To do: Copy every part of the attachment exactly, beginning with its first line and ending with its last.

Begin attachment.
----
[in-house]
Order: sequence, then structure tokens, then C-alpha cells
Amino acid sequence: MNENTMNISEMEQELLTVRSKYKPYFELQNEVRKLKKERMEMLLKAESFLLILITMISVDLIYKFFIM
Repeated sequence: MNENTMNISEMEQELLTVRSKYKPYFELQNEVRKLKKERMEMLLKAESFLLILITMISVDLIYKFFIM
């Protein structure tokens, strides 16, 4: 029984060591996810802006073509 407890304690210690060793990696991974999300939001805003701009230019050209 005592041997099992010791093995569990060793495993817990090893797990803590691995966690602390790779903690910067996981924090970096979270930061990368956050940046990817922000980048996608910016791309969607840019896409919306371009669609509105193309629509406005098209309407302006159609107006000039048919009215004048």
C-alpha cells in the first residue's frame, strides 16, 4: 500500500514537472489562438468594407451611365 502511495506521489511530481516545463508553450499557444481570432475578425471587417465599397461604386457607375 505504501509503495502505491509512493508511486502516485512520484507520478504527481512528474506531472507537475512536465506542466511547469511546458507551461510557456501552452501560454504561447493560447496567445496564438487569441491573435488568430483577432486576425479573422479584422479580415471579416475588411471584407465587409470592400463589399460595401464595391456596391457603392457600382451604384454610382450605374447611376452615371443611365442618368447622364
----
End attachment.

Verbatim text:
[in-house]
Order: sequence, then structure tokens, then C-alpha cells
Amino acid sequence: MNENTMNISEMEQELLTVRSKYKPYFELQNEVRKLKKERMEMLLKAESFLLILITMISVDLIYKFFIM
Repeated sequence: MNENTMNISEMEQELLTVRSKYKPYFELQNEVRKLKKERMEMLLKAESFLLILITMISVDLIYKFFIM
């Protein structure tokens, strides 16, 4: 029984060591996810802006073509 407890304690210690060793990696991974999300939001805003701009230019050209 005592041997099992010791093995569990060793495993817990090893797990803590691995966690602390790779903690910067996981924090970096979270930061990368956050940046990817922000980048996608910016791309969607840019896409919306371009669609509105193309629509406005098209309407302006159609107006000039048919009215004048």
C-alpha cells in the first residue's frame, strides 16, 4: 500500500514537472489562438468594407451611365 502511495506521489511530481516545463508553450499557444481570432475578425471587417465599397461604386457607375 505504501509503495502505491509512493508511486502516485512520484507520478504527481512528474506531472507537475512536465506542466511547469511546458507551461510557456501552452501560454504561447493560447496567445496564438487569441491573435488568430483577432486576425479573422479584422479580415471579416475588411471584407465587409470592400463589399460595401464595391456596391457603392457600382451604384454610382450605374447611376452615371443611365442618368447622364